4. The specific courses (min. 21 credits) are courses of the specialising option aimed to deepen the student’s competences. The students can choose 6-18 credits elective profiling programme units in the first year at the KU Leuven from three course modules. Then in the second year university the students take 15 credits compulsory courses at their second year location on their selected specialisation. They can also choose to do an industrial internship on a nanoscience or nanotechnology related topic at a nanotechnology company or research institute.
  5. The broadening courses (15 credits) are courses from the other options of the Master’s programme, which allow the students to broaden their scope beyond the chosen specialisation. Students can choose from a large set of program units offered at the second year university.
  6. The Master’s thesis (30 credits) is intended to bring the students in close and active contact with a multidisciplinary research environment. The research project always takes place at the second year partner university and is finalised with a written thesis report and a public presentation. Each Master’s thesis has a promotor from the local university and a promotor from KU Leuven.

 The EMM-Nano programme is truly integrated, with a strong research backbone and an important international scope. The objective of the programme is to provide a top quality multidisciplinary education in nanoscience and nanotechnology. 

Career perspectives

In the coming decades, nanoscience and nanotechnology will undoubtedly become the driving force for a new set of products, systems, and applications. These disciplines are even expected to form the basis for a new industrial revolution.

Within a few years, nanoscience applications are expected to impact virtually every technological sector and ultimately many aspects of our daily life. In the coming five-to-ten years, many new products and companies will emerge based on nanotechnology and nanosciences. These new products will stem from the knowledge developed at the interface of the various scientific disciplines offered in the EMM-Nano programme.

Thus, EMM-Nano graduates will find a wealth of career opportunities in the sectors and industries developing these new technologies: electronics, new and smart materials, chemical technology, biotechnology, R&D, independent consultancies and more. Graduates have an ideal background to become the invaluable interface between these areas and will be able to apply their broad perspective on nanoscience and nanotechnology to the development and creation of new products and even new companies.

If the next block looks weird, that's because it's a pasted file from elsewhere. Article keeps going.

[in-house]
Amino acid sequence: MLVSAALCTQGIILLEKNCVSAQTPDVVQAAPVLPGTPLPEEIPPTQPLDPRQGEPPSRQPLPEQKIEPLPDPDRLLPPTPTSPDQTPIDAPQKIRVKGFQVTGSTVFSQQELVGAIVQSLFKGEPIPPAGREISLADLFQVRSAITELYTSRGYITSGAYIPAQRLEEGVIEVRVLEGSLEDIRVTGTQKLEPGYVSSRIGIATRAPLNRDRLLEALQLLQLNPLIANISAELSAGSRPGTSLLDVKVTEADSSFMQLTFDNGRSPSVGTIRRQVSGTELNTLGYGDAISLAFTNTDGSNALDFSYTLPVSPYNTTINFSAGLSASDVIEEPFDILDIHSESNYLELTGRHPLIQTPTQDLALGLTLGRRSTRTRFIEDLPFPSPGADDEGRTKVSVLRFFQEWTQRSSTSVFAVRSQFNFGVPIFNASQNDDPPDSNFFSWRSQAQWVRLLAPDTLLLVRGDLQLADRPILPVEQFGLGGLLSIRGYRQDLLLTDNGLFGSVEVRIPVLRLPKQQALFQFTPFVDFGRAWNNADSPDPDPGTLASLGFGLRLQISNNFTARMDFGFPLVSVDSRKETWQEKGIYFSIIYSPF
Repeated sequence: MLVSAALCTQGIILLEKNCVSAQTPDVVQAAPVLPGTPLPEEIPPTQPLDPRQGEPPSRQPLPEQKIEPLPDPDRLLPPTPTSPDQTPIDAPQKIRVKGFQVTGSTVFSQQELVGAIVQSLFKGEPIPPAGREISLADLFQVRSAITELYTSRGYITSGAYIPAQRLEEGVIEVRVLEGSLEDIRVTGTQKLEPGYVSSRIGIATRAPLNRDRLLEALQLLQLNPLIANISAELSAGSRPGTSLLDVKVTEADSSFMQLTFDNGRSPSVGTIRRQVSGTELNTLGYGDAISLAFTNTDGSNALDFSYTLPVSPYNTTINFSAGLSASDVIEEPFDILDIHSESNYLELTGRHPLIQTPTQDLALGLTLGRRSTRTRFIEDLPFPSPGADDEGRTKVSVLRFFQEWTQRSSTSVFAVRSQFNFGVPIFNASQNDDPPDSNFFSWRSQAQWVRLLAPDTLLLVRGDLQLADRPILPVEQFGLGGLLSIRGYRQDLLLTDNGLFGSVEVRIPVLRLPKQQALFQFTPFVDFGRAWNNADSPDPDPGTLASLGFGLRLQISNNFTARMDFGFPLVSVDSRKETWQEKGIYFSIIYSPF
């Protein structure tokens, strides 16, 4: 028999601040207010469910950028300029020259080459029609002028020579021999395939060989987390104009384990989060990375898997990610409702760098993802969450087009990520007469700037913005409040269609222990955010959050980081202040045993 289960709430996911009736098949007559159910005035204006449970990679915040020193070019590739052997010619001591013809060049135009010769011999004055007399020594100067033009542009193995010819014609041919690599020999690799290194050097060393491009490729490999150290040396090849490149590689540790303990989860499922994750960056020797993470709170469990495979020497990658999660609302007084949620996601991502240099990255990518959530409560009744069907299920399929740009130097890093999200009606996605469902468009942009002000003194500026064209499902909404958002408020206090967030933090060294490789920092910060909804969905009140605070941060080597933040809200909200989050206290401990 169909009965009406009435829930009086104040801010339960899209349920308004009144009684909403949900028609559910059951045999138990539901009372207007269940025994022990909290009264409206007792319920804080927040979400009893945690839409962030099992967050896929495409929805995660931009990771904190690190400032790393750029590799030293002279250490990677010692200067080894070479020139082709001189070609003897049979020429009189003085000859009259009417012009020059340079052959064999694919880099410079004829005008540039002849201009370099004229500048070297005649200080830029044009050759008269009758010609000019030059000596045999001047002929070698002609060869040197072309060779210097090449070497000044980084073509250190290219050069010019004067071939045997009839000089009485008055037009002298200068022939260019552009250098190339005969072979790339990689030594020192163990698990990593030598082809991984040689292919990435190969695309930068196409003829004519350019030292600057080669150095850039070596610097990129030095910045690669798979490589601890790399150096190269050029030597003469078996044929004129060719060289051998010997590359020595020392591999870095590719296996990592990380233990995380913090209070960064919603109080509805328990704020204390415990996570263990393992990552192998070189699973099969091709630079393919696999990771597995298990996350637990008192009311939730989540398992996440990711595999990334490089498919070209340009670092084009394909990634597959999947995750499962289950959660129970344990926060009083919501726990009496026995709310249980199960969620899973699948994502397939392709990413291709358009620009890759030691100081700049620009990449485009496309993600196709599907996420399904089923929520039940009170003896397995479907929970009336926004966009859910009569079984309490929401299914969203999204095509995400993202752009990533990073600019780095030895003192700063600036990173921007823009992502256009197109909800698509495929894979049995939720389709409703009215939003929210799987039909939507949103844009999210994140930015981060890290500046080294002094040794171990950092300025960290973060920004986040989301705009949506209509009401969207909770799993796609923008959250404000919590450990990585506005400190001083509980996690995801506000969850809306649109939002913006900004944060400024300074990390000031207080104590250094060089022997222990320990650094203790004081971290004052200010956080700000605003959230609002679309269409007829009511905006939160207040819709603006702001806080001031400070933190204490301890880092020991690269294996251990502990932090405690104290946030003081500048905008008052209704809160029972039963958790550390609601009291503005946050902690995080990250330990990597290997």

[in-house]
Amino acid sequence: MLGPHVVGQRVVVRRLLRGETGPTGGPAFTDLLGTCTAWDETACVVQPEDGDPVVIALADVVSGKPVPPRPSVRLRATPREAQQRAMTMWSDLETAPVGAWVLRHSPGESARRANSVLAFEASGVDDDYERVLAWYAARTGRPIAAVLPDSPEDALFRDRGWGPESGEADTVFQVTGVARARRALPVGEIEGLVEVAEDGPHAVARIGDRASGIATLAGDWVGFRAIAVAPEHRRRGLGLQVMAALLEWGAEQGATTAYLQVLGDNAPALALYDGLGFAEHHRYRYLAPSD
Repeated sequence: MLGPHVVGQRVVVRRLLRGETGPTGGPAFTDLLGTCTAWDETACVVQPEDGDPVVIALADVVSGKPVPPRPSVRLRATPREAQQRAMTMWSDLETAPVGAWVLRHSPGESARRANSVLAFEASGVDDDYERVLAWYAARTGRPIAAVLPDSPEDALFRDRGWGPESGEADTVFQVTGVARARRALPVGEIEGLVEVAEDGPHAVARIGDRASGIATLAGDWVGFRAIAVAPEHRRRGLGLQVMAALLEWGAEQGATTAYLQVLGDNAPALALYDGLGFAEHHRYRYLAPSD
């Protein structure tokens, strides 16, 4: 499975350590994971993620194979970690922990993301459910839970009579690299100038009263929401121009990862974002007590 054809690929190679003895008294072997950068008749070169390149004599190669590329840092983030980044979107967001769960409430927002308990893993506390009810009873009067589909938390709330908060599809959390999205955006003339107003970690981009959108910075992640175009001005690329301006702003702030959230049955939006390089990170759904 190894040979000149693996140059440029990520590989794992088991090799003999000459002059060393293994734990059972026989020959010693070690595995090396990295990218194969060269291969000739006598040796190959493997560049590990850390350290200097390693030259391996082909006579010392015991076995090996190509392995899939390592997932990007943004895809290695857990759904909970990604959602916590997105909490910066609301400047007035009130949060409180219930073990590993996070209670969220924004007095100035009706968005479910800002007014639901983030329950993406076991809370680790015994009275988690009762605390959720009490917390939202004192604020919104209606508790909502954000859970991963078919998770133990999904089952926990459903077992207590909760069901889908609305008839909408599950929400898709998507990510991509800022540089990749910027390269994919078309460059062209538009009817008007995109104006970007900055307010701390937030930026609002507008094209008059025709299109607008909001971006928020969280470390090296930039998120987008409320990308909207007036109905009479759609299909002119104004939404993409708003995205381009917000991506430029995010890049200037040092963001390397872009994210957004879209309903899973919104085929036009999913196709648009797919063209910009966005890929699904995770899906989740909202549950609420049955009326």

Read less
This MSc in Nanomaterials Chemistry is designed for Science and Engineering graduates interested to learn about the emerging area of nanomaterials, with a key focus on the chemistry of the nanoscale. Read more

This MSc in Nanomaterials Chemistry is designed for Science and Engineering graduates interested to learn about the emerging area of nanomaterials, with a key focus on the chemistry of the nanoscale. The course has a strong emphasis on both the development of technical skills in the areas of nanofabrication/materials chemistry, and the development of professional skills.

  • Our goal is to equip graduates with the knowledge and skills necessary to understand and harness the potential of nanomaterials in future advanced manufacturing, ICT, chemical, biopharma, medical device (diagnostics, drug delivery, and therapeutics) and other industries with a view to future employment in these sectors.
  • Key to learning about nanomaterials is the availability of advanced technology platforms that permit the preparation and processing of nanomaterials in synergy with quantitative materials measurement and functional assessment. In this regard, the UCD School of Chemistry is strongly positioned in hosting world-class researchers and teachers that are comprehensively supported by state-of-the-art nano research facilities.
  • The quality and diversity of our research environment will enrich the learning experience of nanomaterial chemistry students and will empower them to develop the competitive skillset necessary to establish successful careers. Opportunities to conduct a research project through internship will be available.

Please note, the structure of this MSc has changed from that highlighted in the brochure and from the 2017/2018 offering. The updated programme structure and list of modules being offered for 2018/2019 can be found below.